The Hidden Beauty of Short Stories


Moshfegh’s “Homesick for Another World” is a gritty exploration of humanity. (Courtesy of Twitter)

In the height of the academic semester, when I often go days without picking up a book for fun, I frequently find myself drawn to short story collections. Short stories allow you to fully enjoy and immerse myself into a story without the pressure of committing to an entire book. Writing a good short story — developing characters, plot, setting and theme in just a few pages — requires incredible talent. As we enter midterm season, I thought I would share some of my favorite short story collections (and my favorite stories from them) for when you need that 15-minute study break. 

My all-time favorite short story collection is “Homesick for Another World” by Ottessa Moshfegh. The stories revolve around generally unlikable characters who, as the title suggests, want something different from life. They’re all dissatisfied, but refuse to make a change. As the reader, you want them to take initiative and find joy in life, but you’re not surprised when they don’t, because they are pathetic and often cruel. The stories are gritty and unsettling, and Moshfegh’s exploration of humanity and relationships is incredibly blunt. As gross and uncomfortable as these stories are, they are refreshing in a time when books, movies and TV shows often glorify mental illness and addiction.  

Some of my favorite stories from this collection include, “Bettering Myself,” which follows a Catholic school teacher who hates her job, her students and her ex-husband, and “The Weirdos,” which surrounds a very odd couple who don’t really seem to like each other all that much. Perhaps the most impactful story in the collection is “The Beach Boy,” a story about a wealthy couple who take a vacation to an island. While the story is ultimately about grief, the underlying theme of obsession is powerful. The wife becomes obsessed with the male prostitutes on the island they visit, and the husband becomes obsessed with a photo taken by the wife. Ultimately, both of their obsessions are fueled by fear of the unknown, whether it be fear of an unfamiliar place or fear of an unsolvable mystery.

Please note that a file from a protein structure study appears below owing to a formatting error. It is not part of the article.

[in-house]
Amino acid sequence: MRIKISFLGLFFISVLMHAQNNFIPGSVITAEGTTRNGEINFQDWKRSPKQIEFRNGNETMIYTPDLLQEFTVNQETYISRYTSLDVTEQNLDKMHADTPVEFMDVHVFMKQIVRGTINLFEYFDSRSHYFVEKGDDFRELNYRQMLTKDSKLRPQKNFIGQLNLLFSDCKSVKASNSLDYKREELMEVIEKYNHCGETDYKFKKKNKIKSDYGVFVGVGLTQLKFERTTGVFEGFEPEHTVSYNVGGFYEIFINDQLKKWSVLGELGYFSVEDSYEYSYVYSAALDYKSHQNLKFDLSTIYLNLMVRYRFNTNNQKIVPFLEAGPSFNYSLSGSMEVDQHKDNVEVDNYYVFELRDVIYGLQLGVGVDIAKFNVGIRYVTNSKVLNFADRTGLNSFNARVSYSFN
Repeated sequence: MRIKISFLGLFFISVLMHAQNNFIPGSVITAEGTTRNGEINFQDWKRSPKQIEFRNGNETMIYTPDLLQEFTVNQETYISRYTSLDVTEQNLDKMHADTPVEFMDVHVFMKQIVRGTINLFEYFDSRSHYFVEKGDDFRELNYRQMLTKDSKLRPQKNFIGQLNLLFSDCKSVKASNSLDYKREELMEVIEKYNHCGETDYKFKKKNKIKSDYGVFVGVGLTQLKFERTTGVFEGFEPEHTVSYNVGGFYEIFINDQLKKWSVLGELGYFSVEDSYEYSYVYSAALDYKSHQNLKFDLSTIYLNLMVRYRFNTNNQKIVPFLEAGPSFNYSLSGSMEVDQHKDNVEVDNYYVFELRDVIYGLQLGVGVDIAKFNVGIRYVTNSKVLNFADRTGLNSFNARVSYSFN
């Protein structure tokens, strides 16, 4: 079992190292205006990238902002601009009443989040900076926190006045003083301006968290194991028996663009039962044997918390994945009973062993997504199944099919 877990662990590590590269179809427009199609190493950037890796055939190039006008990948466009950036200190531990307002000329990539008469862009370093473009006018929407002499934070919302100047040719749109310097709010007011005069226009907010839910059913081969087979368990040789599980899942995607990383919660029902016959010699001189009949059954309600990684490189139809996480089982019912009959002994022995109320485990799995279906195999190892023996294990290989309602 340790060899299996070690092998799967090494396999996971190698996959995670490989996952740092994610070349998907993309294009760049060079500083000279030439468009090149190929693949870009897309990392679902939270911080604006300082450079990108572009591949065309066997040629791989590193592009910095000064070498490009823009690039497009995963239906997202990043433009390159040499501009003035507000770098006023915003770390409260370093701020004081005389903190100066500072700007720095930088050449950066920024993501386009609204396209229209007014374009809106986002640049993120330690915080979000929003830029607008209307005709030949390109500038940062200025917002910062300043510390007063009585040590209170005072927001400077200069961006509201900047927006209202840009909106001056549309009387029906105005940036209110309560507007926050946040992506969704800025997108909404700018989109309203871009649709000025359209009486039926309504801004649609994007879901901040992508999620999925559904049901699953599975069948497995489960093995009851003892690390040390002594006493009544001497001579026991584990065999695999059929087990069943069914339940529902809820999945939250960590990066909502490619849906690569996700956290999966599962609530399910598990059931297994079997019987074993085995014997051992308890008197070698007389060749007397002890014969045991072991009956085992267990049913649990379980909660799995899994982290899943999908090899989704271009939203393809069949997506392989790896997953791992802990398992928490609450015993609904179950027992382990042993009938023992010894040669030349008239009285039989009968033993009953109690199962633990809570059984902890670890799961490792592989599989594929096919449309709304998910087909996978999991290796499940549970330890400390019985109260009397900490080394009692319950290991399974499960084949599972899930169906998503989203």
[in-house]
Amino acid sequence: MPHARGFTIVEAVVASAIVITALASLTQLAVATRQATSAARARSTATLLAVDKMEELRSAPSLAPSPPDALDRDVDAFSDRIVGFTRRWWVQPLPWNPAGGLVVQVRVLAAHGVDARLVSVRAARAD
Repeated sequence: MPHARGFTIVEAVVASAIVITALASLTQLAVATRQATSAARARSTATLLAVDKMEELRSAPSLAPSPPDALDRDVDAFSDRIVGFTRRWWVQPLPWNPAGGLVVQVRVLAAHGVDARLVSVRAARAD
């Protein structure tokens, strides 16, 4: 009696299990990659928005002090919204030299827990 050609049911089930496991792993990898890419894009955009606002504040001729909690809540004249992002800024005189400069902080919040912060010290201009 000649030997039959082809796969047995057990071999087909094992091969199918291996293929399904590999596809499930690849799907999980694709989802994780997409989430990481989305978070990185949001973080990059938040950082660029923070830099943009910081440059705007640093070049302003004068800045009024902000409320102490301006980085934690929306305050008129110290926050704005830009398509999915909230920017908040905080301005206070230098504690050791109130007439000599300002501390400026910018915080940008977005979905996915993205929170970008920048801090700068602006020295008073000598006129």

While “Homesick for Another World” is avant-garde and unusual, for a more traditional collection of stories, I usually turn to “Everything that Rises Must Converge,” a southern gothic collection by Flannery O’Connor which was posthumously published in 1965. Like Moshfegh, O’Connor explores people and relationships through her stories. The title story, “Everything that Rises Must Converge,” follows two deeply flawed characters, a mother and son. The mother is racist and cruel and the son constantly tries to agitate and provoke her by publicly displaying his self-proclaimed “progressiveness.” While this story was written long before the word “woke” came into our vernacular, O’Connor expertly reveals the flaws in the liberal desire to be “woke.” 

Another fantastic story in “Everything that Rises Must Converge” is “Parker’s Back,” which explores the relationship between a fundamentalist Christian woman and her husband who is covered from head to toe in tattoos and rejects his religious upbringing. The story explores themes of faith, love, identity and revenge through these expertly crafted characters. 

For a newer collection I recommend “Skinship” by Yoon Choi (published 2021), named after a Korean slang word which refers to platonic physical intimacy among family or friends. While I try not to judge books by their covers, I have to mention how beautiful the cover of this book is. It depicts two silhouettes hugging on a striking black background. The cover perfectly prepares the reader for the breathtaking warmth and intimacy of these stories. 

The eight stories follow vastly different characters, from an older married couple to a teenage boy to a piano teacher, but they are all anchored to the themes of grief, loss and family. Choi’s use of language throughout the book is compelling; she frequently discusses common Korean phrases and how their translations into English affect their meaning: “His goal was to make money. ‘Make money’ was one of the American phrases he had picked up, and it sounded strange in translation because the Korean idiom was to earn it.” 

My final recommendation is “Slow Days, Fast Company: The World, the Flesh, and L.A.: Tales” by Eve Babitz. This is definitely the lightest collection in this list. It is funny and incredibly entertaining. The stories are semi-fictionalized accounts of Babitz’s life in Los Angeles in the 1960s and ’70s. Babitz was the it-girl of L.A. and her stories reveal her personality so well, you’ll feel like you’ve spent a night out on the town with her after reading them: “I was a difficult, mean b—-, whose cat, it was rumored, bit men. (And whose cat did.)”

While each of these short story collections offer something different, they are all magnificent looks at humanity. Some of these stories are as short as a few pages, and none of them exceed 20, yet the characters and themes have stuck with me more than most 400 page books I have read in my life. So next time you’re in a reading slump, or just can’t seem to find the time to dedicate to an entire novel, I recommend you pick up one of these amazing collections.